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Russia’s largest private bank expands into Africa

Press Release – Gazprombank
23 April 2014

Russia’s largest private bank, Gazprombank, expands into Africa through South Africa.

First Russian commercial bank to operate in South Africa brings broad emerging markets expertise and innovative funding methods to the continent

Johannesburg – 25 April 2014 – Gazprombank (OJSC), one of Russia’s largest banks, is to launch a local office in Johannesburg by July this year and a licensed bank representative office by the end of the year.

Gazprombank is the first Russian commercial bank to start operations in South Africa. The bank’s expansion into Africa forms part of its emerging markets strategy. It already has a presence in Asia – in China, Mongolia, and India. It also has offices in eastern and western Europe.

In Africa, with an emphasis on SADC and medium to large projects, Gazprombank will concentrate on the mining, infrastructure, and energy (both fossil and green) sectors. It will also focus on trade finance between South African and Russian companies. Its participation in investments will range between US$10MM and US$200MM per transaction across the various sectors.

Oleg Vaksman, Gazprombank deputy chairman, says that the bank has chosen to base itself in South Africa because the economy provides good legal and financial fundamentals and many of the bank’s potential partners, in the form of financial institutions, are also based in the country. “What we bring to the African environment is the fact that we come from an emerging market ourselves. So we understand the operating environment and what the real financing needs and opportunities are. We understand both the need for flexibility and the firm risk management required to be successful in emerging markets. Our expertise and experience combined with the local knowledge of African financial institutions, will enable us all to put innovative deals together that will not only provide finance but, we believe, will drive further economic development in the region.”

One of the possible approaches the bank may apply in Africa is ‘multi-sourcing’, in which the financing parties to a transaction use, for instance, a mix of syndication, private placement, or bond issues to raise the necessary capital for projects.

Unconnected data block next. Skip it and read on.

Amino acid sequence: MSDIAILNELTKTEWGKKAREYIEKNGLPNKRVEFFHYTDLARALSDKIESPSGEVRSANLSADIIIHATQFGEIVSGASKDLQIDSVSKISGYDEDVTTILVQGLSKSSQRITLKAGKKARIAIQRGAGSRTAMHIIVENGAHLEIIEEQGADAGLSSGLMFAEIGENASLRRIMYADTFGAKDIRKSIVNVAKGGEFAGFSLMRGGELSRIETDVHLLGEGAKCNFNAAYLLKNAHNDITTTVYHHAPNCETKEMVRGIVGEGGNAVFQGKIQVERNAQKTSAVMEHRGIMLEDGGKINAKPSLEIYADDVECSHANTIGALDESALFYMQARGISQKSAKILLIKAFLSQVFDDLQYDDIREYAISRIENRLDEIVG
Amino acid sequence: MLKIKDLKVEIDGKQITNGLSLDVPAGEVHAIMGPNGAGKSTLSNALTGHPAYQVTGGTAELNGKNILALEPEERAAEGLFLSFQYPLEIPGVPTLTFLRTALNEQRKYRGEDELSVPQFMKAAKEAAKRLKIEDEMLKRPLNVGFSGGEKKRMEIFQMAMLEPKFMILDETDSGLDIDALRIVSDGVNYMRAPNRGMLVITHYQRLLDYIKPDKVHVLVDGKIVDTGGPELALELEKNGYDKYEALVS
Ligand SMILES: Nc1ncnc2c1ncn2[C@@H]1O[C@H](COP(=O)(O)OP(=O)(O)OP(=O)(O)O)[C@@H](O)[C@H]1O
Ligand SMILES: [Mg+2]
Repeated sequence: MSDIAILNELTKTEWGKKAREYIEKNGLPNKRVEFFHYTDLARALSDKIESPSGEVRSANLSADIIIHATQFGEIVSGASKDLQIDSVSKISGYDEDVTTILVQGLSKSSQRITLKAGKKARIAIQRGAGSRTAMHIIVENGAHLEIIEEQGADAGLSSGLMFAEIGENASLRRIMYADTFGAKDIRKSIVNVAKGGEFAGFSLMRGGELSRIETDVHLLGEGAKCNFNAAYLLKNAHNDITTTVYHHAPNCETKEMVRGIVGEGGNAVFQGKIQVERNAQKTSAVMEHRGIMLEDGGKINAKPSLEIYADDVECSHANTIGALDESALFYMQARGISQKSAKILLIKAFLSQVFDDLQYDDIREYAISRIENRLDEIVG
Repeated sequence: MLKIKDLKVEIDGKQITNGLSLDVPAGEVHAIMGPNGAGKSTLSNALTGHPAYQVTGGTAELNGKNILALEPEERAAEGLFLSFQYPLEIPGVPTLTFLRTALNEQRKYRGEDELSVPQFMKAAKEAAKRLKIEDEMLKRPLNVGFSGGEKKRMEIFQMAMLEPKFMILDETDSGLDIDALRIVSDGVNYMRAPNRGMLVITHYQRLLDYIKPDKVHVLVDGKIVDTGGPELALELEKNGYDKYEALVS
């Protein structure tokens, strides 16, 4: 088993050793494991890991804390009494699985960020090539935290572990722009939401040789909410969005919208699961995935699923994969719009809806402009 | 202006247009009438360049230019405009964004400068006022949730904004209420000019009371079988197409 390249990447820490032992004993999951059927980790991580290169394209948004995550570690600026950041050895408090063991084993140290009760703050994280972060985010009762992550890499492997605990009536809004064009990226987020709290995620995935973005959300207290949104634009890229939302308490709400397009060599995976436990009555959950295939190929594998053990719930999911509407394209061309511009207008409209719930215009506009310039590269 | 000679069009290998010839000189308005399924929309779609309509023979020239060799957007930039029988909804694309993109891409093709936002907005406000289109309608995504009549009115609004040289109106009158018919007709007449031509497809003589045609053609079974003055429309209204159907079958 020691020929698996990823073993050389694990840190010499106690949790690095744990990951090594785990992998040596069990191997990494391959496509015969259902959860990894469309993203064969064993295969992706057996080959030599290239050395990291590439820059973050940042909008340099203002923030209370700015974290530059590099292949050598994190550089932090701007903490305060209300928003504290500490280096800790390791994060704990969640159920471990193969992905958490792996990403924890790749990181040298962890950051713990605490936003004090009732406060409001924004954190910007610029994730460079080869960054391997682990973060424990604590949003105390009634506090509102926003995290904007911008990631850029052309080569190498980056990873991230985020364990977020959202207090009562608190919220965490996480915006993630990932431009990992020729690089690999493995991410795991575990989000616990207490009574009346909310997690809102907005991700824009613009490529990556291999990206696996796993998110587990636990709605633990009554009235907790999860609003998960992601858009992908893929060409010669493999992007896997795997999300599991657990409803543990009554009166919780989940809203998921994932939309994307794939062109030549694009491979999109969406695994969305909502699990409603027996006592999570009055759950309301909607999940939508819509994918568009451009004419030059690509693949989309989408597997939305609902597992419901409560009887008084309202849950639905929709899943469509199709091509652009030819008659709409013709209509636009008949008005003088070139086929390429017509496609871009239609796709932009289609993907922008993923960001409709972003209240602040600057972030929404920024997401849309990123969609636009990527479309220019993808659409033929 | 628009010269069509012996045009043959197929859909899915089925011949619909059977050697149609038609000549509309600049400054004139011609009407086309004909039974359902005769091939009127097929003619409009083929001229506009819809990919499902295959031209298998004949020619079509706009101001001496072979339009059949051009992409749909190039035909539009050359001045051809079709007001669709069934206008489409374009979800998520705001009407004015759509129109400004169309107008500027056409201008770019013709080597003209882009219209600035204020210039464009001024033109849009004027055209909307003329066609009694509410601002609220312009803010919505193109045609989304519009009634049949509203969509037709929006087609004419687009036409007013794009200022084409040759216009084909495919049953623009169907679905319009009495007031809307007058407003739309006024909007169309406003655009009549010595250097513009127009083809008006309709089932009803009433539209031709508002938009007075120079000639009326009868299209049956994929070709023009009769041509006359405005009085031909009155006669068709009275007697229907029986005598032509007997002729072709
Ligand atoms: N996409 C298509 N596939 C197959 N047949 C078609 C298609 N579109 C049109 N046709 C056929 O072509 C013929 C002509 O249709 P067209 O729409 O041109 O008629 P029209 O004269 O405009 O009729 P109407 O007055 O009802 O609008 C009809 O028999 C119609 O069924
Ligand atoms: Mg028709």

“Emerging markets don’t have much experience of using one another’s capital but the process offers significant advantages in terms of avoiding currency risks,” Mr Vaksman says. “We therefore want to put to work these and other means, such as direct rouble to rand trade, of making it easier to do ‘in BRICS’ business.”

Gazprombank has appointed Musa Capital, a Johannesburg based private equity and advisory firm that has been operating across the African continent for the past 18 years, as one of its African advisors. The two companies have begun collaborating on a number of initiatives.

Musa Capital co-founder, Antoine Johnson, believes that Gazprombank will have a significant transformational effect on the continent and, in doing so, exemplify the potential of BRICS.

“Gazprombank is neither a development nor a retail bank but, because its preferred modus operandi is to work alongside local financial institutions in bringing new entrants into the sectors on which it will focus, it will broaden the reach of available capital. Also, because it will fund ‘south to south’ technical education, it will deepen the societal value of its investments in projects.

“In addition, Gazprombank’s focus on new players and new technologies, including those it can introduce to Africa from, for example, the energy and agricultural sectors in Russia, has the potential to bring originality into businesses and even create new markets.

“Both BRICS and Africa need innovation to succeed. Gazprombank is ideally positioned to give expression both to the promise of BRICS and to innovation as a vehicle for transformation.”

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